3-D movies are not worth the cost

Going to the show is a favourite pastime of mine. I’ve spent many a Tuesday night going to see the latest that Hollywood has to offer. Now we’re being shown a different kind of movie: 3-D. Although the technology itself is not relatively new, with most of its heyday in the 1980s, 3-D has developed over time to become almost a standard in the movie industry.

James Cameron’s Avatar broke the 3-D ground in the Hollywood film scene, and with unprecedented profit at the box office and on DVD it is clear that 3-D has some financial worth. But is it even worth the extra $3.50?

I tend to choose to go to the “cheap night” films, because they only cost just under $5 to see a flick. With 3-D technology, I’m corralled into paying extra money in hopes that the “realism” will contribute to my entertainment experience. Of course, this is just a load of bull:

3-D technology has little to offer
artistically to films other than to
allow for bigger budgets because of
the larger profit margin.

Paying an extra amount is not the only downside to 3-D. We end up having to look quite silly wearing these dorky little glasses, which we may or may not choose to recycle after the show. These glasses have been shown to cause headaches and even induce migraines in chronic sufferers, which was admitted to in the patent by Robert Powell, the inventor of 3-D display devices. All of this just for the added effect of some object to “look” like it’s flying at you through the screen.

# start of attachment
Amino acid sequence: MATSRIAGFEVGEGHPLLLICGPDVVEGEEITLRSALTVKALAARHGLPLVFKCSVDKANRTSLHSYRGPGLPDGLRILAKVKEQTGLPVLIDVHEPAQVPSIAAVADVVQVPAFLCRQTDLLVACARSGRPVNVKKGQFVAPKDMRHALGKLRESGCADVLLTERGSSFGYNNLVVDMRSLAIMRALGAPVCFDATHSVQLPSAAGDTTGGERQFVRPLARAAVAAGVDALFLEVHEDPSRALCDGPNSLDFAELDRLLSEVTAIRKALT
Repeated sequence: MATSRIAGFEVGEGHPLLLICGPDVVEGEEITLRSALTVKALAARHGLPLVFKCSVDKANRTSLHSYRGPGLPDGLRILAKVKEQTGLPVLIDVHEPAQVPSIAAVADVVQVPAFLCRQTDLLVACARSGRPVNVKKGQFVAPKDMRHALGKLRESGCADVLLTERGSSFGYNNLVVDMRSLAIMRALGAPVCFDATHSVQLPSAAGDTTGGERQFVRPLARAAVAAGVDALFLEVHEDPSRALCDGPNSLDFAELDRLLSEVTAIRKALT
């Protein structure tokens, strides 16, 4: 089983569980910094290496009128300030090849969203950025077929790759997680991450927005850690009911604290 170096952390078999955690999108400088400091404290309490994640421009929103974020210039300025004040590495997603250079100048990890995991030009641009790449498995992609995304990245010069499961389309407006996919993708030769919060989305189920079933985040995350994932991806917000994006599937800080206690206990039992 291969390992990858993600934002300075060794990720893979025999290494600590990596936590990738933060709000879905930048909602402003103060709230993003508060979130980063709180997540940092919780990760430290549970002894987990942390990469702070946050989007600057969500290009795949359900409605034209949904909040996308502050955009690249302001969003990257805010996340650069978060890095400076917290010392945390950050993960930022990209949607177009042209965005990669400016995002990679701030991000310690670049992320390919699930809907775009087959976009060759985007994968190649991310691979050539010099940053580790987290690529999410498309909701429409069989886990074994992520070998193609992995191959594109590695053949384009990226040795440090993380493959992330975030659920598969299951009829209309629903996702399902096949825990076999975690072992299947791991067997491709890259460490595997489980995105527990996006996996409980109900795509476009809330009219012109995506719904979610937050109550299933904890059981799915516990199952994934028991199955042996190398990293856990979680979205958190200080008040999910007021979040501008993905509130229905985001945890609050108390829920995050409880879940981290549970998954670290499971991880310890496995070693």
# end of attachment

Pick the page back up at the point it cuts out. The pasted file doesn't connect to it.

It offers no attempt for artistic value either. With the tag of “3D” on a film, viewers will flock to see it simply because of the experience. Movies recently released have been making ludicrous amounts of money and after seeing them I can vouch that it’s not about the creativity or good characters/story.

Slapstick movies such as Jackass 3-D are making $50 million on opening weekend, when non-3-D blockbusters fail to even compete. Theatres that are incapable of showing 3-D technology are suffering as well. Prices are going up to compensate for the loss of money just about everywhere.

Now, it seems like a broad generalization to say that offering a movie in 3-D discredits its artistic value or merit. It is, however, simply a consequence of following the fad. 3-D movies are focused on delivering an “experience” to the viewer rather than delivering the film itself. Less focus is put on the details of plot and character development and more detail is placed on realism.

Are 3-D movies even all that real? 3-D technology seems to be a step backwards in the chronology of movie realism.

We were just getting to the pinnacle of viewing pleasure with high definition (HD) and now 3-D is back in the picture.

Aside from that, high definition focuses on actual realism, where 3-D focuses on experience. High definition, even though incorporated into today’s modern 3-D technology, offers little more than what life looks like, rather than experiencing life itself.

It’s all a part of our addiction to experiencing reality as a part of reality.

With that in mind when you pay the $13.55 it costs to see a 3-D movie, ask yourself this as you watch it: “Would this be any different or even better without the 3-D technology?” If the answer is yes, if you can see through the facade of entertainment as experience rather than viewing pleasure and artistry, then you probably will need to find another theatre.

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